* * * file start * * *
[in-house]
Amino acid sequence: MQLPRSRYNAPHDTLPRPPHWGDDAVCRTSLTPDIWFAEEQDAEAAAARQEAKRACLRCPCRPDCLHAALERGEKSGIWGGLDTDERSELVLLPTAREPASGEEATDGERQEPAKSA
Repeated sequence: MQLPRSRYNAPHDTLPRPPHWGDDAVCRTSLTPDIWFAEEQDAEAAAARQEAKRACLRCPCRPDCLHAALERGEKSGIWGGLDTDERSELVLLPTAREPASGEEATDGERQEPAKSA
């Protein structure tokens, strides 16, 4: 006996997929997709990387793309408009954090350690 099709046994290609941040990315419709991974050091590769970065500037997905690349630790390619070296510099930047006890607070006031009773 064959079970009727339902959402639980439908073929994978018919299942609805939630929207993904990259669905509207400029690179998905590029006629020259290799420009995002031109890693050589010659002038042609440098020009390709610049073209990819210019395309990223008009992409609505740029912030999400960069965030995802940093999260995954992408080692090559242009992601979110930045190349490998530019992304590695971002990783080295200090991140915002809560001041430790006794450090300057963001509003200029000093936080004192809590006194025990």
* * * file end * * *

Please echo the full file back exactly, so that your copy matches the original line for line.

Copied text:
[in-house]
Amino acid sequence: MQLPRSRYNAPHDTLPRPPHWGDDAVCRTSLTPDIWFAEEQDAEAAAARQEAKRACLRCPCRPDCLHAALERGEKSGIWGGLDTDERSELVLLPTAREPASGEEATDGERQEPAKSA
Repeated sequence: MQLPRSRYNAPHDTLPRPPHWGDDAVCRTSLTPDIWFAEEQDAEAAAARQEAKRACLRCPCRPDCLHAALERGEKSGIWGGLDTDERSELVLLPTAREPASGEEATDGERQEPAKSA
């Protein structure tokens, strides 16, 4: 006996997929997709990387793309408009954090350690 099709046994290609941040990315419709991974050091590769970065500037997905690349630790390619070296510099930047006890607070006031009773 064959079970009727339902959402639980439908073929994978018919299942609805939630929207993904990259669905509207400029690179998905590029006629020259290799420009995002031109890693050589010659002038042609440098020009390709610049073209990819210019395309990223008009992409609505740029912030999400960069965030995802940093999260995954992408080692090559242009992601979110930045190349490998530019992304590695971002990783080295200090991140915002809560001041430790006794450090300057963001509003200029000093936080004192809590006194025990």